After ten years on the ballot, MLB career home runs leader, Barry Bonds, will not be entering the Hall of Fame by way of the Baseball Writers of America Association. Notably falling of the ballot alongside Bonds was right-handed ace, Roger Clemens.
As blinding as the lights of their success, just as prominently do the shadows of their late-career decisions loom. With 75% of the vote required for induction, the two received support at an almost identical rate throughout their time on the ballot. Bonds finished with 66.0% of the vote, Clemens finished not far behind at 65.2%, three votes fewer than Bonds.
The biggest concern for fans has been inconsistencies within the BBWAA. The fact that Clemens and Bonds did not have the same amount of votes certainly stands out. Bonds may hold the all time and single season homerun records, but Clemens holds the record for Cy Young Awards with seven.
Without any blemishes against them, both players would have been surefire, first-ballot inductees. So how could anyone possibly vote for one and not the other? Unfortunately, it comes to voters judging players’ character rather than their baseball résumé. The BBWAA is tasked with voting because they’re the ones watching these men play everyday, not because they may know them on a personal level.
The Hall of Fame was never meant to be a judge of character. If it was, players like Babe Ruth and Ty Cobb, two deserving members of the the Hall of Fame's introductory class, would have had a much harder fight gaining induction.
Furthermore, MLB never outlawed performance enhancing drugs prior to steroid controversies in the early 2000’s. When its reputation was seemingly damaged beyond repair after the 1994 strike, it was the steroid-induced homerun race of 1998 that put baseball back in the spotlight. It’s nearly impossible to understand the scope of PED usage prior to that.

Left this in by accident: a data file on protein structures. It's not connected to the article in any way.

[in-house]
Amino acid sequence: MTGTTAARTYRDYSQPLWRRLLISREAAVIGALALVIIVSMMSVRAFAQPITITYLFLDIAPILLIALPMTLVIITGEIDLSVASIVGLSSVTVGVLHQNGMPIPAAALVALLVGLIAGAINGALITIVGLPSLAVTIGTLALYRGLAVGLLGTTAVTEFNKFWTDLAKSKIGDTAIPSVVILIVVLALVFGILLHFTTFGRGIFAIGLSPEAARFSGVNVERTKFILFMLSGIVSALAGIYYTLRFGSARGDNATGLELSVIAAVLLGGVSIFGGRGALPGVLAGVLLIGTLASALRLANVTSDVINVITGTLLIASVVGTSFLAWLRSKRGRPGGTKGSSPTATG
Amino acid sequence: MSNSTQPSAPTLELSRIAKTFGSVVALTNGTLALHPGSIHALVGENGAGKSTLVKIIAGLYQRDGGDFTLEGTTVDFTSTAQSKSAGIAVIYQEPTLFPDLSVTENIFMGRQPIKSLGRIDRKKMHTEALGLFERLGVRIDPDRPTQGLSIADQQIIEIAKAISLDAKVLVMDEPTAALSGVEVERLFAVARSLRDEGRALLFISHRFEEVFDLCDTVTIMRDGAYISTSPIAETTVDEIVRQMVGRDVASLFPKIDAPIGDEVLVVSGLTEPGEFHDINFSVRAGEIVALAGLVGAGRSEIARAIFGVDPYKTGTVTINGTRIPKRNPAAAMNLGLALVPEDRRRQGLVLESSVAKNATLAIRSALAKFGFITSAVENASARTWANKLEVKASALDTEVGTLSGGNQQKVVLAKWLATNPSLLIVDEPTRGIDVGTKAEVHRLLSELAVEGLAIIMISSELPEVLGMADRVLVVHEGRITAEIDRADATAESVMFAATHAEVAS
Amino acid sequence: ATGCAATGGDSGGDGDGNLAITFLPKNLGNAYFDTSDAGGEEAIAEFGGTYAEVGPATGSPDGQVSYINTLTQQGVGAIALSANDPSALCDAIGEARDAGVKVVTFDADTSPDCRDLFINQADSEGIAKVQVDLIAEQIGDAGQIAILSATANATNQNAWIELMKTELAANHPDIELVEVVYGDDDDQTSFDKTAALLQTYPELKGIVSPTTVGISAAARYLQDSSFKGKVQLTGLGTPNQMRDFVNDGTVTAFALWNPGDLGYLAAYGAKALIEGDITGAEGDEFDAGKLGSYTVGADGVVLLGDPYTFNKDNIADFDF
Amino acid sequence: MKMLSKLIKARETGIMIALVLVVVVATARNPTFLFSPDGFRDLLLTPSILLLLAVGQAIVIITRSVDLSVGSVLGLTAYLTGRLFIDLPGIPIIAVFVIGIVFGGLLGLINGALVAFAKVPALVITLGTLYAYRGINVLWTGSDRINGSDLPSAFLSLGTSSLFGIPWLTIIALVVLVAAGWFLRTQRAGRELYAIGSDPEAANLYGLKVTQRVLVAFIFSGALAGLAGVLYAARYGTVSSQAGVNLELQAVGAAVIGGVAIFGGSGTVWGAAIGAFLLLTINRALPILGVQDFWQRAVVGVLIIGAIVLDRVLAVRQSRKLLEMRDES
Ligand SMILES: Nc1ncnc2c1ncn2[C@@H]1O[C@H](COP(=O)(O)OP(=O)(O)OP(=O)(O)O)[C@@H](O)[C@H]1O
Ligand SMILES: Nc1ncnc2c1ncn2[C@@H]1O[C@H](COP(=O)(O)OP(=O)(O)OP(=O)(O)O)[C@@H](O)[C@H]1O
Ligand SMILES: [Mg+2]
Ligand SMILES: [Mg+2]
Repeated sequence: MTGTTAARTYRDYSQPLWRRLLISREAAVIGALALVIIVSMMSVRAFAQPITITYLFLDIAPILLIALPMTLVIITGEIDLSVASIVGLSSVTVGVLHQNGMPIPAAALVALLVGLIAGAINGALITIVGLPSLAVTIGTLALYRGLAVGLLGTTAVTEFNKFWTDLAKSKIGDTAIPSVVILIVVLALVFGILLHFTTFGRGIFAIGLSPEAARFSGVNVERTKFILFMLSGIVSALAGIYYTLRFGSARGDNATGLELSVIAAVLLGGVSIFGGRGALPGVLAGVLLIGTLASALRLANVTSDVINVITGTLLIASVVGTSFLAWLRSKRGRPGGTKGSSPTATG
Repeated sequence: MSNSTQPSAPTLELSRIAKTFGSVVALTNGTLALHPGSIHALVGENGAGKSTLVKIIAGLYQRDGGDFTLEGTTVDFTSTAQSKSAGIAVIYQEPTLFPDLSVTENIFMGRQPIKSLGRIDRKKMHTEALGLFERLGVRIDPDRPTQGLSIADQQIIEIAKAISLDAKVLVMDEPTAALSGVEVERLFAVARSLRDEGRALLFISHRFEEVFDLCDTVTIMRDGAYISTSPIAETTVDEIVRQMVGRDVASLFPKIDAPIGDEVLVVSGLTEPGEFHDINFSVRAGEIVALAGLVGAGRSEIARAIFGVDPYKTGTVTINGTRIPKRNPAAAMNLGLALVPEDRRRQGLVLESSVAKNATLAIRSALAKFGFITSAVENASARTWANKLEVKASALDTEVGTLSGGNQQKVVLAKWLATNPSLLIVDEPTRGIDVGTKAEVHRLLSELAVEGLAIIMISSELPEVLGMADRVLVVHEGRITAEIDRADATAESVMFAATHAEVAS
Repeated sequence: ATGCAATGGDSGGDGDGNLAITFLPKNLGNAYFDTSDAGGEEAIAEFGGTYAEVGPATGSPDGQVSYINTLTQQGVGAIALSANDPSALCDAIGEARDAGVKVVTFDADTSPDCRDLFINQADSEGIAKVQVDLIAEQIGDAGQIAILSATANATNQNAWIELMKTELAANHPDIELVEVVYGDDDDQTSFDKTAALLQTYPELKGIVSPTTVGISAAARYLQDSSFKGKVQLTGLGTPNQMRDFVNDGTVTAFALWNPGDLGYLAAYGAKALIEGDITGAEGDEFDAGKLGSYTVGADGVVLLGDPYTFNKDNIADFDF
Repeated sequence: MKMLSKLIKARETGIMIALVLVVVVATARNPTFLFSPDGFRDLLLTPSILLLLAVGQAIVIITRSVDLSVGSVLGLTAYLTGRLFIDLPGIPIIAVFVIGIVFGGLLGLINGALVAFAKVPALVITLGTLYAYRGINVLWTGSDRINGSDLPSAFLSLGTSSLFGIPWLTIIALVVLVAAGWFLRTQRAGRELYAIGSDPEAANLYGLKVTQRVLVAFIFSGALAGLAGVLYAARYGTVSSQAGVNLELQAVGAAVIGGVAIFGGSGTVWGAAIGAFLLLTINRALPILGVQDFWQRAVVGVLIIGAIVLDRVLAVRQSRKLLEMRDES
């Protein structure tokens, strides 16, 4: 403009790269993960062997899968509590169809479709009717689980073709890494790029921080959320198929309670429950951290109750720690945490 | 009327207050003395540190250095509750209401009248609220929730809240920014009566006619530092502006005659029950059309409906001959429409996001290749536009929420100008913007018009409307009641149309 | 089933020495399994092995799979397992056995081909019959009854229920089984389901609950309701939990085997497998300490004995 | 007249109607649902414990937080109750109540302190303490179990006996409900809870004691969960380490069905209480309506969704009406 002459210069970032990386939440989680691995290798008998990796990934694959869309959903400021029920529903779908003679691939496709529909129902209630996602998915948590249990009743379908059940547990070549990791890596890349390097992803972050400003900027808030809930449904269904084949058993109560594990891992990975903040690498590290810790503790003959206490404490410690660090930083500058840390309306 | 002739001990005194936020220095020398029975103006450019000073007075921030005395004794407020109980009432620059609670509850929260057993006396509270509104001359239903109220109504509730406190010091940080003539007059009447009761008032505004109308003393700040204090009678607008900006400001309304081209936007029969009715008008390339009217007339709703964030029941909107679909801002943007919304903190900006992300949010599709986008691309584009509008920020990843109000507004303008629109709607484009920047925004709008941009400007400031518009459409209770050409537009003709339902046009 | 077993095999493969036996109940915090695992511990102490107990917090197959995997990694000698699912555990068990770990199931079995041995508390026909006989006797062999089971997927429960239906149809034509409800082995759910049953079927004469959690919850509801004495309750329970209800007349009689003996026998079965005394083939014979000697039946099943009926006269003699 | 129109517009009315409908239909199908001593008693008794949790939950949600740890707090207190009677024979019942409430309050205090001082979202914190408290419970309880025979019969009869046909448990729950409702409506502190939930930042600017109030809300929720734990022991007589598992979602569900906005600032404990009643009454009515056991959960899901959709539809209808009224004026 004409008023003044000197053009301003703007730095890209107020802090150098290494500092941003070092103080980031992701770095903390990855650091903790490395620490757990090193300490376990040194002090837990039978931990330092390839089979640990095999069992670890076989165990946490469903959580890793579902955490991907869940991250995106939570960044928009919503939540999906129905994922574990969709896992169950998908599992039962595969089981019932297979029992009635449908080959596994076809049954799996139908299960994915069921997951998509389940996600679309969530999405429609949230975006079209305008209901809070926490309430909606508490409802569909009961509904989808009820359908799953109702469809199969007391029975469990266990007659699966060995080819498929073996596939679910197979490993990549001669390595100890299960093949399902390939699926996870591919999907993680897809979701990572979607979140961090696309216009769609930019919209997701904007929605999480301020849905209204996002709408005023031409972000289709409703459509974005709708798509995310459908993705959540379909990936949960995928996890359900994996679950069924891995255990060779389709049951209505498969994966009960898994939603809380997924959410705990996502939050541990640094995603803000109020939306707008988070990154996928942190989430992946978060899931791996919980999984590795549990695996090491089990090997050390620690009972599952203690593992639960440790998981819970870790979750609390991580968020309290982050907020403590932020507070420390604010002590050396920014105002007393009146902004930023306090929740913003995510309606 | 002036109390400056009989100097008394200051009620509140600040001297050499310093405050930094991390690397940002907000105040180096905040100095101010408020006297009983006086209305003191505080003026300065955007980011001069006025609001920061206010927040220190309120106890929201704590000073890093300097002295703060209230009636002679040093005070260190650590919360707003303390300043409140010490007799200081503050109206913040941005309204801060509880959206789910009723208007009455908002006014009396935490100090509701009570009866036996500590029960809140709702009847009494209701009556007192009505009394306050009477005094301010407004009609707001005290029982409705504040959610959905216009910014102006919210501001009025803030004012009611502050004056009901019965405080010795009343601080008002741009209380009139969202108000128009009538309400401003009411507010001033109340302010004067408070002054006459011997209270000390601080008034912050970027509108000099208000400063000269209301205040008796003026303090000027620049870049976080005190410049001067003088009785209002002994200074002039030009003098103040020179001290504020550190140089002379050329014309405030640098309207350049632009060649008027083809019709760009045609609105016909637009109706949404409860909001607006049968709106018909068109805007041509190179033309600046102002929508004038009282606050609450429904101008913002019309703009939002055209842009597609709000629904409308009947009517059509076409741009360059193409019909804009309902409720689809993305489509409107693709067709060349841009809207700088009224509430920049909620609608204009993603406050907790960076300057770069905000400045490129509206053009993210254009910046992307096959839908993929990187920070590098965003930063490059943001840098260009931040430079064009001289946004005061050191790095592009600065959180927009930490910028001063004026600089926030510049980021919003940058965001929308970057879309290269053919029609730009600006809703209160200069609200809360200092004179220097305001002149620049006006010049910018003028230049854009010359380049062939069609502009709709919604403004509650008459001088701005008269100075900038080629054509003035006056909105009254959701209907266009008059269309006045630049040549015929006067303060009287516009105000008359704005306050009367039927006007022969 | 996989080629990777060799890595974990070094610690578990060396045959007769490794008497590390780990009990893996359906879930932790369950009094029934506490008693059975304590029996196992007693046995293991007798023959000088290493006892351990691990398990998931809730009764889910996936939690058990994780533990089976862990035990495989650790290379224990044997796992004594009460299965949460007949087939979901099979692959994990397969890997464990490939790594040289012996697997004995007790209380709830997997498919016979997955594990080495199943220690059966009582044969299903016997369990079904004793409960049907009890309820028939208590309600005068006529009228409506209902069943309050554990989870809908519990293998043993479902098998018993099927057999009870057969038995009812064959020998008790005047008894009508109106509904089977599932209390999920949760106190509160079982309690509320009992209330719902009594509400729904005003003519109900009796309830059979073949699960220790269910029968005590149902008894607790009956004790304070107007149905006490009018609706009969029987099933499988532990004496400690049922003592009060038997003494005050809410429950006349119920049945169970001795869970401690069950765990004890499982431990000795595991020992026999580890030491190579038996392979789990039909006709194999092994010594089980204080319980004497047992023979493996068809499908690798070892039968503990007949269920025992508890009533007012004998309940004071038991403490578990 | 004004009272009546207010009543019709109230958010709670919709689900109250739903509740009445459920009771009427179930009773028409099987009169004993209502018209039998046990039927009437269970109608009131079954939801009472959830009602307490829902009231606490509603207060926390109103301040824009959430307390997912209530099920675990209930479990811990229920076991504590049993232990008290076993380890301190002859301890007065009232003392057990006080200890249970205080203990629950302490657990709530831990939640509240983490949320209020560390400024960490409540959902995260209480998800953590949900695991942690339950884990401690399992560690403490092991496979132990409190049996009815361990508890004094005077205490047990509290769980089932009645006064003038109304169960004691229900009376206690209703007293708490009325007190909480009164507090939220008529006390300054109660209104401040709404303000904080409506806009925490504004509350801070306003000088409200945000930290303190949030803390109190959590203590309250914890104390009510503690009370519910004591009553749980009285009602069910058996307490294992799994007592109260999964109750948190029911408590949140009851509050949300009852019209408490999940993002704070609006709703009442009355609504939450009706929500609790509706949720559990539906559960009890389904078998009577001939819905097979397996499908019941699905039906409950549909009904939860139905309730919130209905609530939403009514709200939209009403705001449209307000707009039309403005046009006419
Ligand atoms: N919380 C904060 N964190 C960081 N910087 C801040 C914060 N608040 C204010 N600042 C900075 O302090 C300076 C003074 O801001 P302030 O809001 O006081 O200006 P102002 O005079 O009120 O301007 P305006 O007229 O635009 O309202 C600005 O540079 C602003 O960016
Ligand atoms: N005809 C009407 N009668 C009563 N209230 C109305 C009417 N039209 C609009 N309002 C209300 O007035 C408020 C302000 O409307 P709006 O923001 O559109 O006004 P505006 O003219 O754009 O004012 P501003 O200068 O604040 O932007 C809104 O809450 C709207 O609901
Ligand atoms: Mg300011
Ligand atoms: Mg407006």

Still, with David Ortiz gaining induction on his first ballot despite allegedly using PEDs prior to 2004, it seems the BBWAA has made another judgment of character. While the results of Bonds and Clemens display a blanket statement against anyone connected to steroids, Ortiz's induction denotes that a gray area exists.
Ultimately, the only precedence needed in this case should be decisions passed down from the MLB. In the past, the league has struck hard against perceived wrongdoing by banning Pete Rose as well as Shoeless Joe Jackson and others from the 1919 “Black Sox” scandal.
However, no such move was made against Bonds or Clemens. No bans were issued and no records expunged. Since the league continues to acknowledge Bonds as the all-time home run leader and Clemens as having won more Cy Young Awards than anyone else, precedence indicates that both men should be allowed entrance into Cooperstown.
For now, between Bonds and Clemens there will be eight MVP’s, seven Cy Young awards, 25 All-Star appearances, 12 silver sluggers, eight gold gloves and two pitching Triple Crowns missing from Cooperstown.
Among Bonds’ statistical achievements were a record 762 homeruns, including 73 in one season. His all-time record for walks and intentional walks in a career as a lifetime slash line of .298/.444/.607 remain on the outside as well. Clemens’ 354 wins, 4672 strikeouts and 3.12 career ERA led him to two more Cy Young Awards than the next best pitcher.
Bonds and Clemens will be left out of Cooperstown until December at least, when the Today’s Game Committee will vote on players who played between 1988-2016 and are no longer eligible for the BBWAA ballot. That will be most telling for the fates of steroid users. As the greatest of the pack, Bonds and Clemens will finally be judged by a jury of their peers.
Ultimately, the job of Cooperstown is to tell the story of baseball and a decision must be made on whether or not that can be effectively done without including Barry Bonds or Roger Clemens.
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